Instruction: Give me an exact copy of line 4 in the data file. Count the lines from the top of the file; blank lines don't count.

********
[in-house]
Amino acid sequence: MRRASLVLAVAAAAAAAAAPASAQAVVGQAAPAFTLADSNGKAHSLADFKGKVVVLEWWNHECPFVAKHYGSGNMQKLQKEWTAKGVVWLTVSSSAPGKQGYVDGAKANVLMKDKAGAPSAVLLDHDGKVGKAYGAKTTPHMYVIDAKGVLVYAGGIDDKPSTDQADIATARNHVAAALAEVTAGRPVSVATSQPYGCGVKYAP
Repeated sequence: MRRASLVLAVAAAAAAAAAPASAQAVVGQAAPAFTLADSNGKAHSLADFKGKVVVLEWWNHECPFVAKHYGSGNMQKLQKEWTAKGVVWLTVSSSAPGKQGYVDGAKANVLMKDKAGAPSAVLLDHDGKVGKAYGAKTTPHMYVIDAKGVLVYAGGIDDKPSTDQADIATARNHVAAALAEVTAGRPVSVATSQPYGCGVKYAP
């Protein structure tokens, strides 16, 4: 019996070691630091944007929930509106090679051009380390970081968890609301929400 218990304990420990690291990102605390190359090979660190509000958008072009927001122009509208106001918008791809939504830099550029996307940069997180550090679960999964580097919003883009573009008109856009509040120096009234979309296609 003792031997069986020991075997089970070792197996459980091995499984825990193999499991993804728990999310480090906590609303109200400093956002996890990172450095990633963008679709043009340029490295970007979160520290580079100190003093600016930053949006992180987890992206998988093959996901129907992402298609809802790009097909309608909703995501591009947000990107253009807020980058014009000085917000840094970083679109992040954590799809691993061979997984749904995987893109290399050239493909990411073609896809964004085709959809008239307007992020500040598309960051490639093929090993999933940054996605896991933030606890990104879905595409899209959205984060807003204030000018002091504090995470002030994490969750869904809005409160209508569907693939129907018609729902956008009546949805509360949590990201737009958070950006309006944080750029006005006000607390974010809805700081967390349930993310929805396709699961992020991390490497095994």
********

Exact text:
């Protein structure tokens, strides 16, 4: 019996070691630091944007929930509106090679051009380390970081968890609301929400 218990304990420990690291990102605390190359090979660190509000958008072009927001122009509208106001918008791809939504830099550029996307940069997180550090679960999964580097919003883009573009008109856009509040120096009234979309296609 003792031997069986020991075997089970070792197996459980091995499984825990193999499991993804728990999310480090906590609303109200400093956002996890990172450095990633963008679709043009340029490295970007979160520290580079100190003093600016930053949006992180987890992206998988093959996901129907992402298609809802790009097909309608909703995501591009947000990107253009807020980058014009000085917000840094970083679109992040954590799809691993061979997984749904995987893109290399050239493909990411073609896809964004085709959809008239307007992020500040598309960051490639093929090993999933940054996605896991933030606890990104879905595409899209959205984060807003204030000018002091504090995470002030994490969750869904809005409160209508569907693939129907018609729902956008009546949805509360949590990201737009958070950006309006944080750029006005006000607390974010809805700081967390349930993310929805396709699961992020991390490497095994």